About Us

Our Church

Unitarian Universalism







Our Church

Like so many Unitarian Universalist churches, fellowships and societies around the world, the Unitarian Universalist Church of Little Rock, Arkansas provides a religious center where diversity is cherished in the warmth of wholehearted acceptance. 

Founded as a Unitarian fellowship in 1950, our church home has often served as a catalyst for change in its community and state.

We are proud that members of our congregation have been active in movements to end capital punishment, protect the environment, reform our penal system, and provide balanced curricula in our schools, among many others.

At the same time, we join with others of all faiths in our community to share in striving for the mutual benefit of humankind in a spirit of interfaith cooperation. In short, we hope you find in the Unitarian Universalist Church of Little Rock a haven of love, a forum to stimulate the intellect, and a place to elevate the spirit.

Bronze ChaliceEach Sunday we light a chalice at the focal point of the Church sanctuary. And throughout the week, that lamp draws together group after group to enjoy the warmth it seems to generate.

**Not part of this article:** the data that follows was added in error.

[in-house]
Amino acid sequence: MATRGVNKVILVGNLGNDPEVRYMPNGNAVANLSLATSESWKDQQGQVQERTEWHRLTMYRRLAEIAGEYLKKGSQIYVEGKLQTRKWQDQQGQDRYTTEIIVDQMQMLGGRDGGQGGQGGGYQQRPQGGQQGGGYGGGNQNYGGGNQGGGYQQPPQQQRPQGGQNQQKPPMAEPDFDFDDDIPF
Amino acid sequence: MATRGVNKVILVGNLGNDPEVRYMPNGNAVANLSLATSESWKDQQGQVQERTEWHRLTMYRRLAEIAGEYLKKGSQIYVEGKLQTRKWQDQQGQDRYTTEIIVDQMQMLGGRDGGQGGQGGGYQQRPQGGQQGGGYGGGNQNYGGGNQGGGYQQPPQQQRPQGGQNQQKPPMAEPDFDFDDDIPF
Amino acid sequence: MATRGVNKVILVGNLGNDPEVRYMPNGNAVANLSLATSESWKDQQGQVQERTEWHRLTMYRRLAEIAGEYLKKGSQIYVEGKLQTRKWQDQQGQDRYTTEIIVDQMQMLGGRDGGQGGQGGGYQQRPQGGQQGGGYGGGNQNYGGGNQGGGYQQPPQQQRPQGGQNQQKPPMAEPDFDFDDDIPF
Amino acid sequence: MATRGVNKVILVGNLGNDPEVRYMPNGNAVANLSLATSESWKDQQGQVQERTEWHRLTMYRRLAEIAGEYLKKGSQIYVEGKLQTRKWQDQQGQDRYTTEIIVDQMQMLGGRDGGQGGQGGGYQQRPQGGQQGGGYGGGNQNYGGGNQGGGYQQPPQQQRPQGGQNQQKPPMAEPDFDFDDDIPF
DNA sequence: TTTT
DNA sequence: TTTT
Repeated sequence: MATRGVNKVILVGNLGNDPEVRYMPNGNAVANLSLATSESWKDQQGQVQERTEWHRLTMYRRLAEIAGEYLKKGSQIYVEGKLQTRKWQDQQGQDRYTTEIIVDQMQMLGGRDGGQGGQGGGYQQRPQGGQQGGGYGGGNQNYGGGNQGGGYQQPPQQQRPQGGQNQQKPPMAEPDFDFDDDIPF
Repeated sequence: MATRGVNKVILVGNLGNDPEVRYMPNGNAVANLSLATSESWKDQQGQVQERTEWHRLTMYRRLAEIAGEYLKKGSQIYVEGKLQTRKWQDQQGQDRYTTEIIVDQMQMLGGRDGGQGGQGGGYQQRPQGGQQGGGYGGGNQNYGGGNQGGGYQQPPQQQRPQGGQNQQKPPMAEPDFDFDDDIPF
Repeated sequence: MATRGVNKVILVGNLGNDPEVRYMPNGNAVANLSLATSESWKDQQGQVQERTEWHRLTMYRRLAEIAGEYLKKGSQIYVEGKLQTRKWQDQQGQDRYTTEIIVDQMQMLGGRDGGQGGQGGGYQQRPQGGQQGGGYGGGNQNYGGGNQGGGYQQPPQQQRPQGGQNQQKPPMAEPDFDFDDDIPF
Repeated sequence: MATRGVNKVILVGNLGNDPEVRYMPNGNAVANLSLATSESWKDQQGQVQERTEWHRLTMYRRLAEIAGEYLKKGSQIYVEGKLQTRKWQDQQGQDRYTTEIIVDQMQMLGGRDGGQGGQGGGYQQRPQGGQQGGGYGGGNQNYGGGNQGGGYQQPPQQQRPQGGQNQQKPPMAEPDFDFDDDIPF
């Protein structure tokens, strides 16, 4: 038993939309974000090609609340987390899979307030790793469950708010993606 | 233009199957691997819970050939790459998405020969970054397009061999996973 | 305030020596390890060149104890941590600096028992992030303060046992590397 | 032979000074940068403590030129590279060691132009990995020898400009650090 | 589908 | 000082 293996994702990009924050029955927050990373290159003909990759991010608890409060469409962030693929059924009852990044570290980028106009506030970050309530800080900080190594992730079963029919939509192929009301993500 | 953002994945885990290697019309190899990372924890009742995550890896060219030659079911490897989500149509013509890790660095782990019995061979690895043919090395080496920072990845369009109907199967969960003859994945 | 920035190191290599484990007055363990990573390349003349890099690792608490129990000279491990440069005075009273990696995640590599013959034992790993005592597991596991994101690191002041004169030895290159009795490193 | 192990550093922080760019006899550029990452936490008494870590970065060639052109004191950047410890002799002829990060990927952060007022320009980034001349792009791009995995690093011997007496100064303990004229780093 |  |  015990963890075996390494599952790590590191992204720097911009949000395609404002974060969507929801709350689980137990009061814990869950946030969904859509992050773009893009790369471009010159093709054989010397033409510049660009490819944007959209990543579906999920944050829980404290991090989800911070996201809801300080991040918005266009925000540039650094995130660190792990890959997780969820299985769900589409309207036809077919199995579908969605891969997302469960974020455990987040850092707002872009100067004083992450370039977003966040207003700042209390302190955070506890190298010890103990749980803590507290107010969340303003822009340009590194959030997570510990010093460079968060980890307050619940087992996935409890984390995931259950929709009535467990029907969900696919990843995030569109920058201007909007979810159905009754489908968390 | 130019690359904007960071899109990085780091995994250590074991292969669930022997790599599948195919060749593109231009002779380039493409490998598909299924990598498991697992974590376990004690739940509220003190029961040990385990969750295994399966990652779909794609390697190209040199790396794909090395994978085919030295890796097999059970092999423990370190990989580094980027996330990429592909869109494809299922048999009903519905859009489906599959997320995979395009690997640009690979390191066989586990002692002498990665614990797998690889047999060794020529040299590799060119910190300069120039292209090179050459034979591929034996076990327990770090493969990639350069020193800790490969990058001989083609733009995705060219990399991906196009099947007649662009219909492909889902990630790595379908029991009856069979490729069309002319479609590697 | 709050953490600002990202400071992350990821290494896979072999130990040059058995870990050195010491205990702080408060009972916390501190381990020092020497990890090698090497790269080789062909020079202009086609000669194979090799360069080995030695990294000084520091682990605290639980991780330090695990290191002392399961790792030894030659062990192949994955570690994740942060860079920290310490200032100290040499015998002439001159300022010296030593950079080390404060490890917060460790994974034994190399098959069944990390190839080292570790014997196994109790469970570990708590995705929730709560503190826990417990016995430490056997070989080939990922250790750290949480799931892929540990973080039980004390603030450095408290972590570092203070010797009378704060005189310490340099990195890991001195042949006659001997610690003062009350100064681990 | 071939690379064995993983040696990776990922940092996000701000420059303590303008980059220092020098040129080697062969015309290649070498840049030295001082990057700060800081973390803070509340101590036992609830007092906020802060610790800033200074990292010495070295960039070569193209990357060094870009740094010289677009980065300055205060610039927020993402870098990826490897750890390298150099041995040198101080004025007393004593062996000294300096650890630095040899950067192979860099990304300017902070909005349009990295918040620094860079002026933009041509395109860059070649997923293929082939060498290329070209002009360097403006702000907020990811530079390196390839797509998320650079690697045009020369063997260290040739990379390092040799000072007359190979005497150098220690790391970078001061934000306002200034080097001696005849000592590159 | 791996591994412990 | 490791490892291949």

People come together here for worship... for lively discussions... for religious education. We join to help sustain each other in a variety of support groups.  We participate in socials, dramas, classes in t'ai chi chuan, dinners, business meetings, and many other purposes. But whenever we come together, there is genuine enjoyment of the warmth of one another's company. We find the Church a haven -- a place of peace and calm and aesthetic pleasure -- that generates a sense of acceptance and community. And we find openness and acceptance of differing sexual orientations, ethnic, and religious backgrounds.

As much as Little Rock UUs enjoy religious expression, we enjoy the intellectual stimulation we find in our church home.  Religious and ethical discussions, book study groups, forums, lectures, debates, and a variety of other intellectually stimulating activities are as much a part of our church life as are our worship activities. Our membership seems always to seek greater knowledge across the widest possible spectrum, not only of religious subjects and contexts but also of academic, scientific, ethical, social and other themes.

Little Rock Unitarian Universalists take seriously the poem by Edwin Markham that is printed in each edition of the church newsletter The Outer Circle:

He drew a circle that shut me out -
Heretic, rebel, a thing to flout.
But Love and I had the wit to win -
We drew a circle that took him in.